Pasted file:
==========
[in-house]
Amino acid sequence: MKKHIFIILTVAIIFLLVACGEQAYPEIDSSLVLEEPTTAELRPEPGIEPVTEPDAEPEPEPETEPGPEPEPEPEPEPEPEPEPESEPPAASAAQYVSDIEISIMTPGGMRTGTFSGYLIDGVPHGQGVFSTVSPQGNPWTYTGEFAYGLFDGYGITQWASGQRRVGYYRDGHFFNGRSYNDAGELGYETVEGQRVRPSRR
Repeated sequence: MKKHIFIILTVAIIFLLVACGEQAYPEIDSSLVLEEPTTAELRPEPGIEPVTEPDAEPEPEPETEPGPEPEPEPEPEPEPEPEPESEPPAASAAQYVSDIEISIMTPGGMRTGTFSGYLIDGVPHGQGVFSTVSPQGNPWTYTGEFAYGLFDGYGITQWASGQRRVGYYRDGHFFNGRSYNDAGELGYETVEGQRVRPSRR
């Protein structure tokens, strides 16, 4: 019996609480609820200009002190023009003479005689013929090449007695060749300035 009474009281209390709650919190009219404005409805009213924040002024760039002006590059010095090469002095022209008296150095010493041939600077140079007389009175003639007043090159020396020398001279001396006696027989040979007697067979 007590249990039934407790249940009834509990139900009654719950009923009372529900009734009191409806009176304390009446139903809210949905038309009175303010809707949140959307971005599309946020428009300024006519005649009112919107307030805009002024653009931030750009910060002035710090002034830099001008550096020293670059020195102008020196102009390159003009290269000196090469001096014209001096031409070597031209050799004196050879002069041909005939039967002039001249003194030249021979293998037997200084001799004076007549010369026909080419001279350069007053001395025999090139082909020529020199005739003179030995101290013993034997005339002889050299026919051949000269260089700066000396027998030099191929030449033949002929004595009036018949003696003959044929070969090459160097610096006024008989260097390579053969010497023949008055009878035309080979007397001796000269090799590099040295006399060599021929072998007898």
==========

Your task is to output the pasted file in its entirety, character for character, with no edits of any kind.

[in-house]
Amino acid sequence: MKKHIFIILTVAIIFLLVACGEQAYPEIDSSLVLEEPTTAELRPEPGIEPVTEPDAEPEPEPETEPGPEPEPEPEPEPEPEPEPESEPPAASAAQYVSDIEISIMTPGGMRTGTFSGYLIDGVPHGQGVFSTVSPQGNPWTYTGEFAYGLFDGYGITQWASGQRRVGYYRDGHFFNGRSYNDAGELGYETVEGQRVRPSRR
Repeated sequence: MKKHIFIILTVAIIFLLVACGEQAYPEIDSSLVLEEPTTAELRPEPGIEPVTEPDAEPEPEPETEPGPEPEPEPEPEPEPEPEPESEPPAASAAQYVSDIEISIMTPGGMRTGTFSGYLIDGVPHGQGVFSTVSPQGNPWTYTGEFAYGLFDGYGITQWASGQRRVGYYRDGHFFNGRSYNDAGELGYETVEGQRVRPSRR
């Protein structure tokens, strides 16, 4: 019996609480609820200009002190023009003479005689013929090449007695060749300035 009474009281209390709650919190009219404005409805009213924040002024760039002006590059010095090469002095022209008296150095010493041939600077140079007389009175003639007043090159020396020398001279001396006696027989040979007697067979 007590249990039934407790249940009834509990139900009654719950009923009372529900009734009191409806009176304390009446139903809210949905038309009175303010809707949140959307971005599309946020428009300024006519005649009112919107307030805009002024653009931030750009910060002035710090002034830099001008550096020293670059020195102008020196102009390159003009290269000196090469001096014209001096031409070597031209050799004196050879002069041909005939039967002039001249003194030249021979293998037997200084001799004076007549010369026909080419001279350069007053001395025999090139082909020529020199005739003179030995101290013993034997005339002889050299026919051949000269260089700066000396027998030099191929030449033949002929004595009036018949003696003959044929070969090459160097610096006024008989260097390579053969010497023949008055009878035309080979007397001796000269090799590099040295006399060599021929072998007898």